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5 Open Season Questions and Answers

Test your knowledge of what to do in these specific scenarios.

How much do you know about the process of making changes to your health insurance? Let’s look at a series of scenarios and see if you know the answers to the questions they pose.

After open season has ended and you are receiving your salary or retirement benefit that reflects 2020 health premiums, you notice a significant difference in the amount of your premium. You realize you are now in a new health plan because the plan you had in 2019 left the Federal Employees Heath Benefits Program or changed their service area--or your plan’s premium rates increased a lot more than the average increase reported during open season. You want to change plans. What can you do?

Unless you’re eligible for Medicare, you’ll have to stay with this plan until the next open season begins in November 2020 and then change to a new plan that will take effect in 2021. If you are eligible for Medicare, you can use OPM Form 2809 or SF 2809 any time beginning on the 30th day before becoming eligible to sign up.

You are retired and your spouse works in the private sector and received a notice that they are being laid off effective Dec. 31, 2019. They will be offered temporary continued coverage under COBRA, but may be required to pay the entire premium for coverage up to 102% of the cost to the plan. You’d rather switch your FEHBP coverage from self only to self plus one and cover your spouse. It is Nov. 29. What should you do?

It will still be open season, so you can choose to change from self only to self plus one coverage and it will take effect on Jan. 1, 2020. (If you’re currently employed, the new coverage will take effect during the first full pay period of the new year.) But under this scenario, the change also could be processed as a “qualifying life event.” That way, the change can take effect immediately.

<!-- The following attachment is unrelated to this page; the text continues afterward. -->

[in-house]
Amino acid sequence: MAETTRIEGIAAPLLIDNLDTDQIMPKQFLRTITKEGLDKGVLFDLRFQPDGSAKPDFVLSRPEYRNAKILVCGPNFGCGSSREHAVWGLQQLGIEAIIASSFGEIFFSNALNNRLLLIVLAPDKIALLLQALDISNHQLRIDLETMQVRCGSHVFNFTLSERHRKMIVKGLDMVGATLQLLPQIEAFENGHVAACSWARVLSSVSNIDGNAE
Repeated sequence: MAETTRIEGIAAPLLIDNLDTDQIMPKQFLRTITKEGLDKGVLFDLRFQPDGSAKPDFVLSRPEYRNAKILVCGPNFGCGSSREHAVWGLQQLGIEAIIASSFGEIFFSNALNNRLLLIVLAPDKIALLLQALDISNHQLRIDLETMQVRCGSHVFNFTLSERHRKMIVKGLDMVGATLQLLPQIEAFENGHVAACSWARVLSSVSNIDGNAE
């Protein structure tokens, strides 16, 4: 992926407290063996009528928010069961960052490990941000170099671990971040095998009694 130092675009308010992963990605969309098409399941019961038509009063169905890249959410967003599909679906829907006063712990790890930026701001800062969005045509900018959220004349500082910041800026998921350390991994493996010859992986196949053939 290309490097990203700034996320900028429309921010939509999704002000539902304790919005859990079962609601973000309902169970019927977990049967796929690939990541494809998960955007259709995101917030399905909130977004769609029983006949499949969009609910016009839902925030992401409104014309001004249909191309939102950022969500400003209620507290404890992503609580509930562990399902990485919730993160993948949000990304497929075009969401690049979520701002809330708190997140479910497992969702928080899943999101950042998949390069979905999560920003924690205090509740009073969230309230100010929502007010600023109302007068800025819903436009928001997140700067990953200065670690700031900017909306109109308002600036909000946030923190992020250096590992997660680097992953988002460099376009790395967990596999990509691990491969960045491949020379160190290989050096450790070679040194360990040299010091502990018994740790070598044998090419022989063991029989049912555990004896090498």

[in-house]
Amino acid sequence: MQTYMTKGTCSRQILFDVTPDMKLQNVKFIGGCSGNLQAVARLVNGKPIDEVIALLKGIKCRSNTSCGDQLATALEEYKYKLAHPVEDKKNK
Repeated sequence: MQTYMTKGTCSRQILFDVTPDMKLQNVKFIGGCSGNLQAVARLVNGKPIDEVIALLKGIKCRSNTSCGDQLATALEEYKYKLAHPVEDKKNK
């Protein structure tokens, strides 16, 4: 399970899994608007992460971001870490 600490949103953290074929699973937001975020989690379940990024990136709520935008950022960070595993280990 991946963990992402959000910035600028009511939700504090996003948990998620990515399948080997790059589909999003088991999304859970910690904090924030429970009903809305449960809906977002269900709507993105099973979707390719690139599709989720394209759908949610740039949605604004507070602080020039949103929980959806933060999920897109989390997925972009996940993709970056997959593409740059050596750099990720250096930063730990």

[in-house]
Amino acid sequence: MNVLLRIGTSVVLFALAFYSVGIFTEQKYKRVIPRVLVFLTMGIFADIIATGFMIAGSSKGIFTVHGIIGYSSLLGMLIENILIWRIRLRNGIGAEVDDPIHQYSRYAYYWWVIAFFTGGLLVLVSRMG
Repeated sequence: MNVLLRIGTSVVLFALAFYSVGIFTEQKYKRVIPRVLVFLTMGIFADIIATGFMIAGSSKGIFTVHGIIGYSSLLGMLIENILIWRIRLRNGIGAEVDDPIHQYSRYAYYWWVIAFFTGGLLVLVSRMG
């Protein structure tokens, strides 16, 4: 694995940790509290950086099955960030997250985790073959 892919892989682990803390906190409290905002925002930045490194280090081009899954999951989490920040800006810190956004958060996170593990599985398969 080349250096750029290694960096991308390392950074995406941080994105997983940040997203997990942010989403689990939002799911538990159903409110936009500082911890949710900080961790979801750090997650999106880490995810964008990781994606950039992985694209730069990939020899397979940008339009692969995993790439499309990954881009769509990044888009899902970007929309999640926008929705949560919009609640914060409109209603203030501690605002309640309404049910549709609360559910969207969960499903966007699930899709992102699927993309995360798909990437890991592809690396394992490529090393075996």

You’re currently employed and have self plus one FEHBP coverage for you and your spouse. Your spouse, who is retired, will turn 65 in March 2020. What should you do between now and then?

There’s no need to change health plans, because your spouse can remain covered under your self plus one enrollment before and after turning 65. They should enroll in Part A of Medicare and not worry about Part B until the Medicare special enrollment period that will follow your retirement for eight months.

You have been covered under your spouse’s non-federal health plan until now because their employer covers the entire premium and offers very good insurance. You’re planning to retire when you reach your minimum retirement age, since you already have 30 years of service and are currently 49 years old. What should you do now, in preparation for your retirement at 57?

Nothing yet. You need five years of coverage under FEHBP in order to keep coverage in retirement. That means you can wait until the 2022 open season to get coverage that takes effect in January 2023. That way, you’ll have five years of coverage by January 2028 when you plan to retire that year.

Even if your spouse is planning to retire in 2020, or you’re worried that they might be laid off, you can still wait and change plans later if that happens under qualifying life event provisions. 

You’re in the process of getting a divorce. Your soon-to-be-former spouse, along with your two dependent children, are covered under your FEHBP self and family enrollment. What should you do when the divorce becomes final?

Your spouse is eligible for coverage while you’re in the process of getting divorced and even while you are legally separated. They lose eligibility for coverage as a family member when your divorce is final. You may continue self and family coverage for you and your dependent children. Your spouse can apply for FEHBP coverage under the “spouse equity” or “temporary continuation of coverage” provisions. 

It’s your responsibility to know when you or a family member is no longer eligible to use your health insurance coverage. Contact your FEHBP plan to notify them immediately of changes in family member status, including your marriage, divorce, annulment, or when your child reaches age 26.